Sheep milking could be the go for NZ farmers
Milking sheep might be the go for struggling New Zealand farmers says a Chinese dairy specialist who has invested in sheep dairying in New Zealand.
About 180 people attended a sheep milking conference on Monday, as a part of New Zealand's inaugural Agri Investment Week. The week has several food and agricultural forums and the Central Districts Field Days.
As part of the sheep milk conference, Yuanrong Chen said he owned the sheep milk processor, Blue River in Southland, and had been in the dairy industry for 40 years.
Sheep milking has grown in New Zealand by 3000 ewes in the past year to 25,000.
Chen was upbeat about the industry.
"Sheep milk formula for children is a growing market in China and is growing so fast, we can't keep up with demand."
He said sheep milking was an option farmers should consider.
"A stock farming restructure is necessary. In New Zealand there are more sheep than anywhere in the world. New Zealand is well placed to advance sheep milking."
Chen said sheep were lighter on the environment than cows, and growth in the cow-milk industry would need to take that into account if it was to grow in the future.
"I am confident New Zealand sheep dairy will become big and famous and challenge the cow-milk industry."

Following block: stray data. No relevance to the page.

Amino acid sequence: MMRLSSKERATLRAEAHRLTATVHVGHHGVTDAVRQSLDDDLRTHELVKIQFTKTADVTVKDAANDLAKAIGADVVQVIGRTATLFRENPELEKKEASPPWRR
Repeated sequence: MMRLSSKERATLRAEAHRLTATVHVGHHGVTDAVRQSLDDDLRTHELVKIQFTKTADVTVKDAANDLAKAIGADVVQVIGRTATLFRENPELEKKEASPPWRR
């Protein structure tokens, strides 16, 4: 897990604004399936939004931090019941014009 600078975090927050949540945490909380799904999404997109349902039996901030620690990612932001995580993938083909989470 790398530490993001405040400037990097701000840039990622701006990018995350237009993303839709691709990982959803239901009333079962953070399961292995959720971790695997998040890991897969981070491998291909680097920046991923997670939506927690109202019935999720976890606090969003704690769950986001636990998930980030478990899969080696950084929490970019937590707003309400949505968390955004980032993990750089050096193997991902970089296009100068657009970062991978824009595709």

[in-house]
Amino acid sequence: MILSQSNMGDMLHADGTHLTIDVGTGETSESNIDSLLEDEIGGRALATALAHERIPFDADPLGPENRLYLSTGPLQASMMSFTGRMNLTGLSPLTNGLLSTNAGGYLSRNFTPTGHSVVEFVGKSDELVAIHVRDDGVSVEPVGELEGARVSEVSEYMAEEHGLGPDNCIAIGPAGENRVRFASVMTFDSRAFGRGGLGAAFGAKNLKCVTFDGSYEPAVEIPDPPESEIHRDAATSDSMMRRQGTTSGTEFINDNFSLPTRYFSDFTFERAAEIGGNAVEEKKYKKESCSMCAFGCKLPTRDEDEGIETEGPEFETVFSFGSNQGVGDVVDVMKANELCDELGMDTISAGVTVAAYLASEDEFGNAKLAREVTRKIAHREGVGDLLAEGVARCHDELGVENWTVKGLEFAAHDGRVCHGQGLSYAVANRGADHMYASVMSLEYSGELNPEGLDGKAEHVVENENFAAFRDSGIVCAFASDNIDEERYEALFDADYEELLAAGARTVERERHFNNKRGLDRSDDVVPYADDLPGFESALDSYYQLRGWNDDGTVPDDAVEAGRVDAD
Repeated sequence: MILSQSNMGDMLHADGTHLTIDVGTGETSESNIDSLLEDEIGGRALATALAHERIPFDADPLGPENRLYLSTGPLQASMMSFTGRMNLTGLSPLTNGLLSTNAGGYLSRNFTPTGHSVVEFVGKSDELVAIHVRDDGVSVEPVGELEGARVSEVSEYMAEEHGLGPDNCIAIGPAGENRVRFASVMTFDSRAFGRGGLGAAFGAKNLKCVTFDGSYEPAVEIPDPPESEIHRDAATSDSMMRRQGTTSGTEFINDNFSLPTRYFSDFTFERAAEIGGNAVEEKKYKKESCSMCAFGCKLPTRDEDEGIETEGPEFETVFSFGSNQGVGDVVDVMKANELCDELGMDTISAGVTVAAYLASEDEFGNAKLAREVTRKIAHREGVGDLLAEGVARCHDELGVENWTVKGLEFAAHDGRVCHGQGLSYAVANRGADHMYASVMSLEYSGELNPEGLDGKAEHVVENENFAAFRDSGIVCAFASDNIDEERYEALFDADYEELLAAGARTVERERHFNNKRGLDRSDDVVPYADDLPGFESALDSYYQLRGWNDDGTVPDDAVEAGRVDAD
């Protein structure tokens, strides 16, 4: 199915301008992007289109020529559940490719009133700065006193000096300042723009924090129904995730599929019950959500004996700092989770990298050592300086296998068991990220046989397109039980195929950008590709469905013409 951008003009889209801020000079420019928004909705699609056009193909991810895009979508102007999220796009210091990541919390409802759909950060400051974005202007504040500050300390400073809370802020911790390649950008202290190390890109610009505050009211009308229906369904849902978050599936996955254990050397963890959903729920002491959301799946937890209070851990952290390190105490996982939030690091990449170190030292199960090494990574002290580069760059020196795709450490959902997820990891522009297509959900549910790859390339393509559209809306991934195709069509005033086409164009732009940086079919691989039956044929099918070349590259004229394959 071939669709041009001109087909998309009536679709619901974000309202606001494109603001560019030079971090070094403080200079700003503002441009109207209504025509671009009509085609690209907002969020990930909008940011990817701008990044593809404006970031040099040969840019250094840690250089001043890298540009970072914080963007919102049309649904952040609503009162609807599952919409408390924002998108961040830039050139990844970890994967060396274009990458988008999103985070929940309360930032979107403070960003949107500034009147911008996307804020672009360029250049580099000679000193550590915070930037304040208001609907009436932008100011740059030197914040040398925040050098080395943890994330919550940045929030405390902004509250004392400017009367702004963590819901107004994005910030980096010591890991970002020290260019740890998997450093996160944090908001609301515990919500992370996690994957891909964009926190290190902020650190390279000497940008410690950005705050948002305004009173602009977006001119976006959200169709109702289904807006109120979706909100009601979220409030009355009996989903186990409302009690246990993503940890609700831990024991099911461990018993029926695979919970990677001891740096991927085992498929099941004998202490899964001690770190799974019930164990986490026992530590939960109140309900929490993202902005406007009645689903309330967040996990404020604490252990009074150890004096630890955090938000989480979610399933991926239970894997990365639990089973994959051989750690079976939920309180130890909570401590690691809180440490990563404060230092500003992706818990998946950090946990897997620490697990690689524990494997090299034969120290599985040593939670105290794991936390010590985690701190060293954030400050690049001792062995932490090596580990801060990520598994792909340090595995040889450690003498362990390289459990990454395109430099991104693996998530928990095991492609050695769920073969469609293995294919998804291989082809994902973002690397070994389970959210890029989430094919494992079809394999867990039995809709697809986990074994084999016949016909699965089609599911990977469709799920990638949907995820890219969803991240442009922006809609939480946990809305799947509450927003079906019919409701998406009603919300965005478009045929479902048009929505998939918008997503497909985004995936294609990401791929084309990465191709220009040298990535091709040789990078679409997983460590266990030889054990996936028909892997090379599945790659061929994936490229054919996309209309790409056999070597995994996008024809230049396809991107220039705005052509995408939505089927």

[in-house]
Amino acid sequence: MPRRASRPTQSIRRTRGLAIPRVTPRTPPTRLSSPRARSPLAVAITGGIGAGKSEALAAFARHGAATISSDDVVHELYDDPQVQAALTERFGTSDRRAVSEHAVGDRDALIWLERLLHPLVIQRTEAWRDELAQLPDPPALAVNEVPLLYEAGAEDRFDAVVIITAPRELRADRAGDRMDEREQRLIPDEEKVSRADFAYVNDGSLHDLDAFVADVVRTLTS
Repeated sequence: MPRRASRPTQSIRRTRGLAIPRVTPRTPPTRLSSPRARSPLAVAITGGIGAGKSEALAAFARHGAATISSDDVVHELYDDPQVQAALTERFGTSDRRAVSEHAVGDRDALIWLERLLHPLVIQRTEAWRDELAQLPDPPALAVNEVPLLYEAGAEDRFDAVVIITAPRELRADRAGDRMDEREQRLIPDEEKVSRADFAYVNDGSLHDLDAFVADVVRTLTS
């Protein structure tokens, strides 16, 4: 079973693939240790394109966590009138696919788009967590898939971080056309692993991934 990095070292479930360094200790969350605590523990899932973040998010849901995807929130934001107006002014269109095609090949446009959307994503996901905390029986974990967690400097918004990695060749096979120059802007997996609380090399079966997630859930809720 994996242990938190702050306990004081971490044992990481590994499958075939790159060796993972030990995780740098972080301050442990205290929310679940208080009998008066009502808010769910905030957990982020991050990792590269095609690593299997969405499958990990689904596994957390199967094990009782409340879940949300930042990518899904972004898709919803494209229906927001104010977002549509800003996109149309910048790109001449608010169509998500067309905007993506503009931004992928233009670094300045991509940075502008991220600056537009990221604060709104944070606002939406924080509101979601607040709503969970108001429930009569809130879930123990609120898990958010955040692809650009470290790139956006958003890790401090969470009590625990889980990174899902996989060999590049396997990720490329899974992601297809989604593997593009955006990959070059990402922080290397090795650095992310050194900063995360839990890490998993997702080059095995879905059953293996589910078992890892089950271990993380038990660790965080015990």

He said New Zealand had strict food safety regulations, with every batch of formula checked, something consumers liked.
"At the moment, in China, goat milk is filling a larger proportion of the market than sheep milk. But it's a big pie, and we hope for 10 per cent of that formula market. Yes goat has got more of the market than sheep, but sheep milk can do it."
He said while New Zealand had the raw material of sheep, most were for meat and wool.
"New Zealand is keen to do the sheep dairy milk industry. You have the know-how when it comes to production. I am confident in 10 years' time, you'll be expanding and there'll be more exports."
He said a 800 grams of sheep milk formula cost about NZ$100 in China.
"New Zealanders wouldn't pay that. But in China, there are six adults raising one child. For example, my son and daughter-in-law have a child, we help, and so do her parents. So although the earning power per person is less than New Zealand. There are more people who raise each child."